If Romney could knock that out of the park, have a Clinton, ‘I feel your pain moment,' I think this race would be just about over. —Kirk Jowers, head of the University of Utah's Hinckley Institute of Politics
SALT LAKE CITY — Even one of Mitt Romney's biggest supporters isn't sure what to expect when the GOP candidate debates President Barack Obama for a second time Tuesday.
That's because the second of three presidential debates is a town hall format, where the candidates will answer questions from members of an audience at Hofstra University in New York rather than a moderator.
"The town hall format is a bit of a wild card. You just don't know what's going to happen," said Rep. Jason Chaffetz, R-Utah, a key surrogate for Romney on the campaign trail.
Romney, who gained much-needed momentum from a strong performance in the first presidential debate earlier this month, now needs to be ready for just about anything, Chaffetz said.
"He'll figure it out," he said. "If you're going to be the next president of the United States, you've got to be able to think on your feet. Just because there's no podium doesn't dramatically change it."
The president, widely criticized as a lackluster participant in the Oct. 3 matchup at the University of Denver, is expected to try to be a tougher opponent, too, Tuesday.
The University of Michigan's director of debate, Aaron Kall, said the town hall format "marginally" favors the president because Obama did well against his 2008 GOP opponent, Arizona Sen. John McCain in a similar style of debate.
But answering questions from the audience also makes it more difficult to be aggressive, he said, especially in redirecting the discussion.
"(Candidates) need to show empathy toward the questions and the people asking the questions," Kall said.
That gives Romney an opportunity to directly counter claims that he can't connect to voters because of his personal wealth and privilege. Romney has been reluctant to talk about his efforts to reach out to others, including while serving as a Mormon bishop.
"He's made progress in the likability ratings, but he can really use this format," Kall said, by telling some of those stories himself in responding to questions. "Romney can really show that softer side to actual voters"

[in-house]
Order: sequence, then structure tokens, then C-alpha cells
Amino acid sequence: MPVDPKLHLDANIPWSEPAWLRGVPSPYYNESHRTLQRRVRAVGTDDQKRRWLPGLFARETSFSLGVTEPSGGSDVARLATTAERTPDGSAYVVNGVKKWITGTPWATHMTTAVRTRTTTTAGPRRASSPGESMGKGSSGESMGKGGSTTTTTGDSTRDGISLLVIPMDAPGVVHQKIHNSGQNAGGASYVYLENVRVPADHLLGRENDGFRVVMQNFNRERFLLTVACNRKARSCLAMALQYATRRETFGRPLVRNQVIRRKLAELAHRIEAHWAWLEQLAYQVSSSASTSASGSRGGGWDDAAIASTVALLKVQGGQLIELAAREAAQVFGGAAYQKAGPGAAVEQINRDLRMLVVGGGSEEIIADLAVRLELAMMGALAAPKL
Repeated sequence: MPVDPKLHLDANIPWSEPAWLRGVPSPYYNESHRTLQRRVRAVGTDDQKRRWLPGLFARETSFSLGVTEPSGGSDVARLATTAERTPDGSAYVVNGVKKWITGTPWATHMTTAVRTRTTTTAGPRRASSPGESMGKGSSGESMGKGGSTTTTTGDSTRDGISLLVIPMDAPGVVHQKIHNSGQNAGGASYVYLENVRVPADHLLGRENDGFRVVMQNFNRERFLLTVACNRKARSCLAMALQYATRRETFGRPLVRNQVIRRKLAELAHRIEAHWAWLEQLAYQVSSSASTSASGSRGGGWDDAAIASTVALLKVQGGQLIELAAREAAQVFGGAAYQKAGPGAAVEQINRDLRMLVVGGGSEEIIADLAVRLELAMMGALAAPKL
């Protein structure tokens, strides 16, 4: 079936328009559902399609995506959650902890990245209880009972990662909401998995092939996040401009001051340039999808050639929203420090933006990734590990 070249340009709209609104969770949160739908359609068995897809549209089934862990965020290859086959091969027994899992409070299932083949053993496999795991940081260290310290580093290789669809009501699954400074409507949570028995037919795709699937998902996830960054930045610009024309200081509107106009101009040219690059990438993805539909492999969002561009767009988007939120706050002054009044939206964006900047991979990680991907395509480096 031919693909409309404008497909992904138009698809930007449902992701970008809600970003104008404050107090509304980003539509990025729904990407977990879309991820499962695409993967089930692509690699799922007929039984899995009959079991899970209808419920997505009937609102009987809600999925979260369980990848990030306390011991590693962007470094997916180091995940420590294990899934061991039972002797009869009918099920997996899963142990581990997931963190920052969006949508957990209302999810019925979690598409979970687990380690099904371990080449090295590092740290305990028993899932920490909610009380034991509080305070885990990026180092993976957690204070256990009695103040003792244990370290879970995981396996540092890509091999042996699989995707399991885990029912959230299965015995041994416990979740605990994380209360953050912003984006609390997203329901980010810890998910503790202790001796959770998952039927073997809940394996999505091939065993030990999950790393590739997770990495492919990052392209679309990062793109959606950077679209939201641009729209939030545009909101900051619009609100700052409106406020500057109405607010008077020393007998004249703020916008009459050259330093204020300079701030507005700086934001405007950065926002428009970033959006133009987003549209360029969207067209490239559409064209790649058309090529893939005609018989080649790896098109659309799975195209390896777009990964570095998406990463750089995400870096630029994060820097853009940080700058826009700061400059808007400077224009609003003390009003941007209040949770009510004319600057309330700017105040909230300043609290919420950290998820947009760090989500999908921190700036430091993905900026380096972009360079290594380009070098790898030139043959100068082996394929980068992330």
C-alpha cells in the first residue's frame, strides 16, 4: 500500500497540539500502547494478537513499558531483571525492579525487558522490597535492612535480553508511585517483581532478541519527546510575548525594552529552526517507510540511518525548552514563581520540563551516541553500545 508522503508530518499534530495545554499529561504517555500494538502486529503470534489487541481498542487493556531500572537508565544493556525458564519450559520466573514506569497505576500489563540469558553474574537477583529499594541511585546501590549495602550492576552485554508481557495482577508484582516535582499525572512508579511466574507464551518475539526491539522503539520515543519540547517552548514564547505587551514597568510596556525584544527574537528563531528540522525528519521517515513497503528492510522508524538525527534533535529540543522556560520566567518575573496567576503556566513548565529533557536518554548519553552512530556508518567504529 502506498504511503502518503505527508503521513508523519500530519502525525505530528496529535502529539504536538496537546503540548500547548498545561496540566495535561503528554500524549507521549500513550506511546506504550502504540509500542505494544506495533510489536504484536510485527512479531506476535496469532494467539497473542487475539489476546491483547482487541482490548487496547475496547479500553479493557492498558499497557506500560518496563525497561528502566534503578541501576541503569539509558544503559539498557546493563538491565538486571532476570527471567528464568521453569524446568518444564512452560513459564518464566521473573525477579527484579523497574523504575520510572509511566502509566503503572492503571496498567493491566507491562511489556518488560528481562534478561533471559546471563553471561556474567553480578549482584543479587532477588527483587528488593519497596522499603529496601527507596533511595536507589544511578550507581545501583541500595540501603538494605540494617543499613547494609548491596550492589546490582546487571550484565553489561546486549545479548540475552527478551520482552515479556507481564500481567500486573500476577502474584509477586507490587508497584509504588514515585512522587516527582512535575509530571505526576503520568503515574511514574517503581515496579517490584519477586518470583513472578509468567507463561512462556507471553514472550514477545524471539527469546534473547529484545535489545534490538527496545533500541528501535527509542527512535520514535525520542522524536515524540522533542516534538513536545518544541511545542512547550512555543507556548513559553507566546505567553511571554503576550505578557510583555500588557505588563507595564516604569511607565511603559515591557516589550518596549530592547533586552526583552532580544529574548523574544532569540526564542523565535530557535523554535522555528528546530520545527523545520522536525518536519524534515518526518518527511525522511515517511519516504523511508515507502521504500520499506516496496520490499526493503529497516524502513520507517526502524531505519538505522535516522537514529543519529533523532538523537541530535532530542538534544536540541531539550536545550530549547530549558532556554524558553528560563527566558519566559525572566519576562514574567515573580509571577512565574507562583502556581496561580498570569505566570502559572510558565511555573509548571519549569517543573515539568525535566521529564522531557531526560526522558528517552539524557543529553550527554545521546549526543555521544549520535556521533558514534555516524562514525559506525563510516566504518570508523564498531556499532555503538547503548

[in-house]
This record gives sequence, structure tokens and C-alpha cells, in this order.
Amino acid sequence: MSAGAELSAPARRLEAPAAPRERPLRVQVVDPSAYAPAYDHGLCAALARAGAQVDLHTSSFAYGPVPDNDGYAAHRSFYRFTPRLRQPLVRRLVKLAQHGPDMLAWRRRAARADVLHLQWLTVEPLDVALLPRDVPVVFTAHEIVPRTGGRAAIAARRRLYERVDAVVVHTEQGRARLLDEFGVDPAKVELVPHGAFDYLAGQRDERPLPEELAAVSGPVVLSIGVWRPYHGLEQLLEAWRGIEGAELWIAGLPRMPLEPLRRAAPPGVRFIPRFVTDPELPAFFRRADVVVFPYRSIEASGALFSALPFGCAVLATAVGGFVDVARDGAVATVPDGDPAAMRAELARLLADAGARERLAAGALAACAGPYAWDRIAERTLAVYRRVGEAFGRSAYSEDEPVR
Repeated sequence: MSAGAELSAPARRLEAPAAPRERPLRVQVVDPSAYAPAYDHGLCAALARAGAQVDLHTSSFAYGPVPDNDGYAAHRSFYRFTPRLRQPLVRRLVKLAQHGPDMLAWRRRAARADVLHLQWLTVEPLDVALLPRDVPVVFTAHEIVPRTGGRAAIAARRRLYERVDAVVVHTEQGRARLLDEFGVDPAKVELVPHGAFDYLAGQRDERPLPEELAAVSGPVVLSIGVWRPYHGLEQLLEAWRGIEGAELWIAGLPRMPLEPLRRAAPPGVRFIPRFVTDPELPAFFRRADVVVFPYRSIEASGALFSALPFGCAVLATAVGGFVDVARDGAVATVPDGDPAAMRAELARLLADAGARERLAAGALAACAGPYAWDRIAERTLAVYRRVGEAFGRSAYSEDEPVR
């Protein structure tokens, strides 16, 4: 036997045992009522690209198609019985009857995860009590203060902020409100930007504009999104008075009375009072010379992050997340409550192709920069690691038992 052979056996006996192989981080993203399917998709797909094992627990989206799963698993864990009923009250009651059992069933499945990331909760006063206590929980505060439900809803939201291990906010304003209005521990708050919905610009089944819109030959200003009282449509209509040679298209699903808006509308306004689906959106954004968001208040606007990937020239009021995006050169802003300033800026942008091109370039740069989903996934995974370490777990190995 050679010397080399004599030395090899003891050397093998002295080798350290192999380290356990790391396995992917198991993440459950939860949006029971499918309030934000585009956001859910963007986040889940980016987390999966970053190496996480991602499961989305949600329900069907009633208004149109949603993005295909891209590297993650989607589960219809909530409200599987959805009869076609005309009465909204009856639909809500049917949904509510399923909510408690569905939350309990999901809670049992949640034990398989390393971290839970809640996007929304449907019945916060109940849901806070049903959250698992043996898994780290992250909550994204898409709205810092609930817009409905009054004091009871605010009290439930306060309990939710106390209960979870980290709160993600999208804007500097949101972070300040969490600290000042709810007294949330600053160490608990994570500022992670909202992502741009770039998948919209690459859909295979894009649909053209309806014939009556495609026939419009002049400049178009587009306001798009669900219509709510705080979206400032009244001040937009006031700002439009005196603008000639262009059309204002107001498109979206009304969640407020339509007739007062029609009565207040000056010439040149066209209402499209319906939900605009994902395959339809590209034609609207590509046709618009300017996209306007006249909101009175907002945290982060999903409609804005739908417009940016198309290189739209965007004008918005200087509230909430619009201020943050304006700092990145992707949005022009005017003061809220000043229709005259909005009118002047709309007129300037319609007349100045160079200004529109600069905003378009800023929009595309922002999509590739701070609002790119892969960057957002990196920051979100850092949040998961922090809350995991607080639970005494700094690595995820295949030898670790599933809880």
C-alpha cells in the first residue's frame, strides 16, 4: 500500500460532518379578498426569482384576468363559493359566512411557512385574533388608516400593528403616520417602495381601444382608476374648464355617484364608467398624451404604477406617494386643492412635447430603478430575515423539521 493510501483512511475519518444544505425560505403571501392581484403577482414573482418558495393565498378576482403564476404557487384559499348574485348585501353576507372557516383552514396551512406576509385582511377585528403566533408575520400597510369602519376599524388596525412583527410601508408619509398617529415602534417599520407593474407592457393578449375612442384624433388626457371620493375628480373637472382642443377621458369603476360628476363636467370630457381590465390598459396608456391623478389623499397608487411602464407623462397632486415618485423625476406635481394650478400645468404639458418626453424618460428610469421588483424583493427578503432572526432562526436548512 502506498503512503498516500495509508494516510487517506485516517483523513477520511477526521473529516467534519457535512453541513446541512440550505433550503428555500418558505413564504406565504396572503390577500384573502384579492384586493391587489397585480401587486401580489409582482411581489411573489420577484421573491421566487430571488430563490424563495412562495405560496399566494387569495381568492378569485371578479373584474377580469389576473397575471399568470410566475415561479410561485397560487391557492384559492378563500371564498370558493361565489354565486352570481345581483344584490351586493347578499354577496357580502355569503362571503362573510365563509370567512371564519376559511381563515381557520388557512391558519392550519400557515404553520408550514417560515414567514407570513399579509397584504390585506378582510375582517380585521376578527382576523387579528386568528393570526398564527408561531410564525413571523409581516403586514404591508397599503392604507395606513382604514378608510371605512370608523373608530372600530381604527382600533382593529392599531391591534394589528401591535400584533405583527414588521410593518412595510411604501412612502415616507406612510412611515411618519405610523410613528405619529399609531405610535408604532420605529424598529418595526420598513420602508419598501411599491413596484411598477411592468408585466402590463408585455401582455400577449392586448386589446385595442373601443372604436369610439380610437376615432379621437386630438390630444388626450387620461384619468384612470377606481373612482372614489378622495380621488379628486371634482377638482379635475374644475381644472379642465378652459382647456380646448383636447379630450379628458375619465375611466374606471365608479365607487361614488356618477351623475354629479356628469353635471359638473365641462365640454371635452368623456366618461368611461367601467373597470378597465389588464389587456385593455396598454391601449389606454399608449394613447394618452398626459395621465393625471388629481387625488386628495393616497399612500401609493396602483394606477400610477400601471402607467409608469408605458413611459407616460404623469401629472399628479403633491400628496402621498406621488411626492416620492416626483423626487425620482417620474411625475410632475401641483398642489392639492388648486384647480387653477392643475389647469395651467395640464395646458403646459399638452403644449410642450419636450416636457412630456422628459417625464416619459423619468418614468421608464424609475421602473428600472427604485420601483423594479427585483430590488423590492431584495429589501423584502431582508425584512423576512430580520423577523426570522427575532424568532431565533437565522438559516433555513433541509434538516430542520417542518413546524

Not having a podium to stand behind means the candidates "just aren't frozen for 90 minutes. It allows them to move around and make connections with voters," Kall said. "You'd like to think substance and policy are the things that win the day. A lot of times, it's things that are nonverbal."
The "gold standard" of such connections is former President Bill Clinton's "I feel your pain" response to a vote during his 1992 debate with then-President George H.W. Bush and independent candidate Ross Perot.
A moment like that from Romney, while unexpected, could be the final blow to Obama's re-election, suggested Kirk Jowers, head of the University of Utah's Hinckley Institute of Politics and a longtime Romney backer.
"If Romney could knock that out of the park, have a Clinton, ‘I feel your pain moment,' I think this race would be just about over," Jowers said.
A more likely best-case scenario, he said, is that Romney is seen as performing at the same level as in the first debate.
Kall said the pressure is on Romney "to not just win, but win as decisively as he did in the first debate." Obama, on the other hand, did so poorly that he said "even an above average performance could really help him."
University of South Florida political science professor Susan MacManus said she believes substance will be more important than style, especially to undecided voters in swing states such as Florida.
"They're going to be looking for some straight answers to the voters' questions," MacManus said, not theatrics. "That's not going to cut it for people who are up for grabs."
In Florida, she said voters are continuing to be hit hard by the economic downturn and want to hear specific proposals for improving their situation from each candidate.
"There's a lot of signs here of impatience and frustration with some of the answers the candidate are giving," MacManus said, citing the non-stop campaign commercials filling the Florida airwaves.
"The burden is on the candidates to answer in a way that's easy understandable," she said. "If it looks like either one of them is dancing around a question, it's not going to be a good thing for that candidate."